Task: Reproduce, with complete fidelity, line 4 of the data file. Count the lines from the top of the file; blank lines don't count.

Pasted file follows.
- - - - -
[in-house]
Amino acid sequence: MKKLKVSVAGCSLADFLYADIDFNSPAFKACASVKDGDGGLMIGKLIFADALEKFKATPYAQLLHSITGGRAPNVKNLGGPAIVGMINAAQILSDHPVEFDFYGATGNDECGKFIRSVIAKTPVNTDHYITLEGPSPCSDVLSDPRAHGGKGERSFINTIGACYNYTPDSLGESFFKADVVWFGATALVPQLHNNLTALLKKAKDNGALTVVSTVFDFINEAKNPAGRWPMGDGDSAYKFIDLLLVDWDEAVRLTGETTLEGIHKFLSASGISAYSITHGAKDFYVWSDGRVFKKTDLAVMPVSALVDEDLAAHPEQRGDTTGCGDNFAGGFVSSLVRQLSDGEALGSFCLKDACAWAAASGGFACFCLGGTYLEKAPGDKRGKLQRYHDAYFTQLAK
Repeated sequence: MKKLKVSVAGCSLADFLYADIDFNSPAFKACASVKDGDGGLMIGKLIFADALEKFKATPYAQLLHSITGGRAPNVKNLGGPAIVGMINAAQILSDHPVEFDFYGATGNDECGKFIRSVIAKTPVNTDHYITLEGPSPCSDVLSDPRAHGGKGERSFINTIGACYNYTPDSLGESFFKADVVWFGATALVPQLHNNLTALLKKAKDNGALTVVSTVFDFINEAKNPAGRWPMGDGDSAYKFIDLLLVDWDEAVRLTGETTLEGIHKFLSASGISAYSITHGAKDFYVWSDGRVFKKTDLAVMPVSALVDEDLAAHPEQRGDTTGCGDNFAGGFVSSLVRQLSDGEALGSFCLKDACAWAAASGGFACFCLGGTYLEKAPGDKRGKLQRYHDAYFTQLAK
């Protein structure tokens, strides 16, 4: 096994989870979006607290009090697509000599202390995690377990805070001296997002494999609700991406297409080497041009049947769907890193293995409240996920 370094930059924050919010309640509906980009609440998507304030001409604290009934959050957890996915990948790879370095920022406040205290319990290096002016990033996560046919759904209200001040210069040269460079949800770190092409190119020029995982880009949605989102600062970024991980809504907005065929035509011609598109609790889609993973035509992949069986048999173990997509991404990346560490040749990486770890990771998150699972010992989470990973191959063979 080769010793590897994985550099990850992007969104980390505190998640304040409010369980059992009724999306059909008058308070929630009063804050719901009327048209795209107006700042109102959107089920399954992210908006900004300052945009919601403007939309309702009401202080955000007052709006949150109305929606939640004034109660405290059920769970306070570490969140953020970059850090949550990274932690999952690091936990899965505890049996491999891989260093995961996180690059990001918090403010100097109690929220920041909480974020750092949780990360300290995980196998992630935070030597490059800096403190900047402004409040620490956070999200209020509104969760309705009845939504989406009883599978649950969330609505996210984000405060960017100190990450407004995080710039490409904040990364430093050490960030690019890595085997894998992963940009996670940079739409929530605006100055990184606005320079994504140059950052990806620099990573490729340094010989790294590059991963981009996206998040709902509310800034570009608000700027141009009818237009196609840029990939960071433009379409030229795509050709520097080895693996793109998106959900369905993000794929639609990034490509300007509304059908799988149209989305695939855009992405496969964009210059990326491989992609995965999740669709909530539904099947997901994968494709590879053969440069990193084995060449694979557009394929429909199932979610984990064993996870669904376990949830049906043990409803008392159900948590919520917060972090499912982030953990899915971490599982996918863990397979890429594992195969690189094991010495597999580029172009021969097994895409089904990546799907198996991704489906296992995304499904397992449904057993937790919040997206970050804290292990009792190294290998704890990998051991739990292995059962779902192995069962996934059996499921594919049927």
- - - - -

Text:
């Protein structure tokens, strides 16, 4: 096994989870979006607290009090697509000599202390995690377990805070001296997002494999609700991406297409080497041009049947769907890193293995409240996920 370094930059924050919010309640509906980009609440998507304030001409604290009934959050957890996915990948790879370095920022406040205290319990290096002016990033996560046919759904209200001040210069040269460079949800770190092409190119020029995982880009949605989102600062970024991980809504907005065929035509011609598109609790889609993973035509992949069986048999173990997509991404990346560490040749990486770890990771998150699972010992989470990973191959063979 080769010793590897994985550099990850992007969104980390505190998640304040409010369980059992009724999306059909008058308070929630009063804050719901009327048209795209107006700042109102959107089920399954992210908006900004300052945009919601403007939309309702009401202080955000007052709006949150109305929606939640004034109660405290059920769970306070570490969140953020970059850090949550990274932690999952690091936990899965505890049996491999891989260093995961996180690059990001918090403010100097109690929220920041909480974020750092949780990360300290995980196998992630935070030597490059800096403190900047402004409040620490956070999200209020509104969760309705009845939504989406009883599978649950969330609505996210984000405060960017100190990450407004995080710039490409904040990364430093050490960030690019890595085997894998992963940009996670940079739409929530605006100055990184606005320079994504140059950052990806620099990573490729340094010989790294590059991963981009996206998040709902509310800034570009608000700027141009009818237009196609840029990939960071433009379409030229795509050709520097080895693996793109998106959900369905993000794929639609990034490509300007509304059908799988149209989305695939855009992405496969964009210059990326491989992609995965999740669709909530539904099947997901994968494709590879053969440069990193084995060449694979557009394929429909199932979610984990064993996870669904376990949830049906043990409803008392159900948590919520917060972090499912982030953990899915971490599982996918863990397979890429594992195969690189094991010495597999580029172009021969097994895409089904990546799907198996991704489906296992995304499904397992449904057993937790919040997206970050804290292990009792190294290998704890990998051991739990292995059962779902192995069962996934059996499921594919049927």